A.R - 1 year ago 85
R Question

# how to account for leap years?

I have some doubts about the leap years, how can I be sure that by using a formula like this

``````add.years= function(x,y){
if(!isTRUE(all.equal(y,round(y)))) stop("Argument \"y\" must be an integer.\n")
x <- as.POSIXlt(x)
x\$year <- x\$year+y
as.Date(x)
}
``````

it will take into account leap years, when adding for example 100 years to my observation dataset? How can I control this?

I have a time series dataset with 50 years of observations:

``````   date    obs
1995-01-01 1.0
1995-01-02 2.0
1995-01-03 2.5
...
2045-12-30 0.2
2045-12-31 0.1
``````

dataset+100 years

``````   date    obs
2095-01-01 1.0
2095-01-02 2.0
2095-01-03 2.5
...
2145-12-30 0.2
2145-12-31 0.1
``````

After a basic check, I've noticed that the number of rows is the same for both original and 100 years after dataset. I am not sure if what was before the 29th Februray in a leap year will be now the obs value for the 1st of March in a non-leap year, etc.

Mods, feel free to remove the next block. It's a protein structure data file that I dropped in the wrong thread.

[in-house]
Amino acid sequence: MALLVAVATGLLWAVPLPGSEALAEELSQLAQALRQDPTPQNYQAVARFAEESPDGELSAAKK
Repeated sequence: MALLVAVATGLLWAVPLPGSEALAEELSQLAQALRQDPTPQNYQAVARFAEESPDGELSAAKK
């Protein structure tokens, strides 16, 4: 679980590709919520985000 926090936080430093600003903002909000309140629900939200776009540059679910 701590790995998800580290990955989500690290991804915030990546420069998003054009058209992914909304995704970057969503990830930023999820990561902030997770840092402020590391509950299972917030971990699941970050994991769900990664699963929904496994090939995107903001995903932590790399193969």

I can check leap years using from the chron library the function leap.year, however I would like to know if there is a simpler way to do this, to be sure that rows with pass days of 29th february that do not exist 100 years after will be deleted, and new days of 29th February are added with NA values.

You can check if a year is a leap year with `leap_year` from `lubridate`.

``````years <- 1895:2005
years[leap_year(years)]
``````

This package will also handle not generating impossible 29ths of February.

``````ymd("2000-2-29") + years(1)    # NA
ymd("2000-2-29") %m+% years(1) # "2001-02-28"
``````

The `%m+%` "add months" operator, as mentioned by @VitoshKa, rolls the date back to the end of the previous month if the actual day doesn't exist.

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